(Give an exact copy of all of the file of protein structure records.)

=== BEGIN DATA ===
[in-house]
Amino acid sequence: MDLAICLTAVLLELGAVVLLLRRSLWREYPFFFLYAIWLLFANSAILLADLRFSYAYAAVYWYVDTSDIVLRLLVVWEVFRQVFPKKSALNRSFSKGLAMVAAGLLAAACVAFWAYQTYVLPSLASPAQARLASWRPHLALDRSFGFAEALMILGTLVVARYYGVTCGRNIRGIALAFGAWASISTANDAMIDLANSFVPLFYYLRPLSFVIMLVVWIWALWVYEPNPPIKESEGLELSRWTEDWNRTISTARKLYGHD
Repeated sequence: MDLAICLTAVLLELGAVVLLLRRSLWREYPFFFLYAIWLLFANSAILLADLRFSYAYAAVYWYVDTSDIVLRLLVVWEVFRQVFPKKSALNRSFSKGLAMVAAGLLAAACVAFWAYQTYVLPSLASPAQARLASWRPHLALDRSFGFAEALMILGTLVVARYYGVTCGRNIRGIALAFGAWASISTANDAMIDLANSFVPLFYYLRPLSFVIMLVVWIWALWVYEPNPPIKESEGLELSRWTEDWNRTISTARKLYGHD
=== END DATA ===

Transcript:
[in-house]
Amino acid sequence: MDLAICLTAVLLELGAVVLLLRRSLWREYPFFFLYAIWLLFANSAILLADLRFSYAYAAVYWYVDTSDIVLRLLVVWEVFRQVFPKKSALNRSFSKGLAMVAAGLLAAACVAFWAYQTYVLPSLASPAQARLASWRPHLALDRSFGFAEALMILGTLVVARYYGVTCGRNIRGIALAFGAWASISTANDAMIDLANSFVPLFYYLRPLSFVIMLVVWIWALWVYEPNPPIKESEGLELSRWTEDWNRTISTARKLYGHD
Repeated sequence: MDLAICLTAVLLELGAVVLLLRRSLWREYPFFFLYAIWLLFANSAILLADLRFSYAYAAVYWYVDTSDIVLRLLVVWEVFRQVFPKKSALNRSFSKGLAMVAAGLLAAACVAFWAYQTYVLPSLASPAQARLASWRPHLALDRSFGFAEALMILGTLVVARYYGVTCGRNIRGIALAFGAWASISTANDAMIDLANSFVPLFYYLRPLSFVIMLVVWIWALWVYEPNPPIKESEGLELSRWTEDWNRTISTARKLYGHD